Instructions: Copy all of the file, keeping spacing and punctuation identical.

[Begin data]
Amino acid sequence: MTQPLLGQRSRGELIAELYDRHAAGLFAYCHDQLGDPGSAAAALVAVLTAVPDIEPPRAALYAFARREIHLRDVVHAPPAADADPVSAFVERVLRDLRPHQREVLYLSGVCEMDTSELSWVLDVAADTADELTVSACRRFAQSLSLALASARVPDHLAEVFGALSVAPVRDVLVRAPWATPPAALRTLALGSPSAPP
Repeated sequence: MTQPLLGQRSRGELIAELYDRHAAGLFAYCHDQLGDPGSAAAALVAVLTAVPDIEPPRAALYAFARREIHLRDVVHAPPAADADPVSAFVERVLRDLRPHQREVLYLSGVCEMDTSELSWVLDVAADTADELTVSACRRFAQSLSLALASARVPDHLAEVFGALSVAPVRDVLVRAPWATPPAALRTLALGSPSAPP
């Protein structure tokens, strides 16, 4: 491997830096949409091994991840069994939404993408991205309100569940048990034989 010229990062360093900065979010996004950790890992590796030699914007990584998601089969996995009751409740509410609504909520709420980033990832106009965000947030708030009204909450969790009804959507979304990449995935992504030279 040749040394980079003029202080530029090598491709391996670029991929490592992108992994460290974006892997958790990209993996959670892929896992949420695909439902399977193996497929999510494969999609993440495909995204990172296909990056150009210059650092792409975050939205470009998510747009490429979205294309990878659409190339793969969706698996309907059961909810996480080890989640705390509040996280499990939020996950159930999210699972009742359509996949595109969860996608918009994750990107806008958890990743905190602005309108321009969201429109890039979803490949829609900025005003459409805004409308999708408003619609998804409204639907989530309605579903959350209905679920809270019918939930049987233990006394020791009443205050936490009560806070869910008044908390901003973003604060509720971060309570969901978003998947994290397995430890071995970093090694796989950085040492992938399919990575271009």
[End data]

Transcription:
Amino acid sequence: MTQPLLGQRSRGELIAELYDRHAAGLFAYCHDQLGDPGSAAAALVAVLTAVPDIEPPRAALYAFARREIHLRDVVHAPPAADADPVSAFVERVLRDLRPHQREVLYLSGVCEMDTSELSWVLDVAADTADELTVSACRRFAQSLSLALASARVPDHLAEVFGALSVAPVRDVLVRAPWATPPAALRTLALGSPSAPP
Repeated sequence: MTQPLLGQRSRGELIAELYDRHAAGLFAYCHDQLGDPGSAAAALVAVLTAVPDIEPPRAALYAFARREIHLRDVVHAPPAADADPVSAFVERVLRDLRPHQREVLYLSGVCEMDTSELSWVLDVAADTADELTVSACRRFAQSLSLALASARVPDHLAEVFGALSVAPVRDVLVRAPWATPPAALRTLALGSPSAPP
């Protein structure tokens, strides 16, 4: 491997830096949409091994991840069994939404993408991205309100569940048990034989 010229990062360093900065979010996004950790890992590796030699914007990584998601089969996995009751409740509410609504909520709420980033990832106009965000947030708030009204909450969790009804959507979304990449995935992504030279 040749040394980079003029202080530029090598491709391996670029991929490592992108992994460290974006892997958790990209993996959670892929896992949420695909439902399977193996497929999510494969999609993440495909995204990172296909990056150009210059650092792409975050939205470009998510747009490429979205294309990878659409190339793969969706698996309907059961909810996480080890989640705390509040996280499990939020996950159930999210699972009742359509996949595109969860996608918009994750990107806008958890990743905190602005309108321009969201429109890039979803490949829609900025005003459409805004409308999708408003619609998804409204639907989530309605579903959350209905679920809270019918939930049987233990006394020791009443205050936490009560806070869910008044908390901003973003604060509720971060309570969901978003998947994290397995430890071995970093090694796989950085040492992938399919990575271009």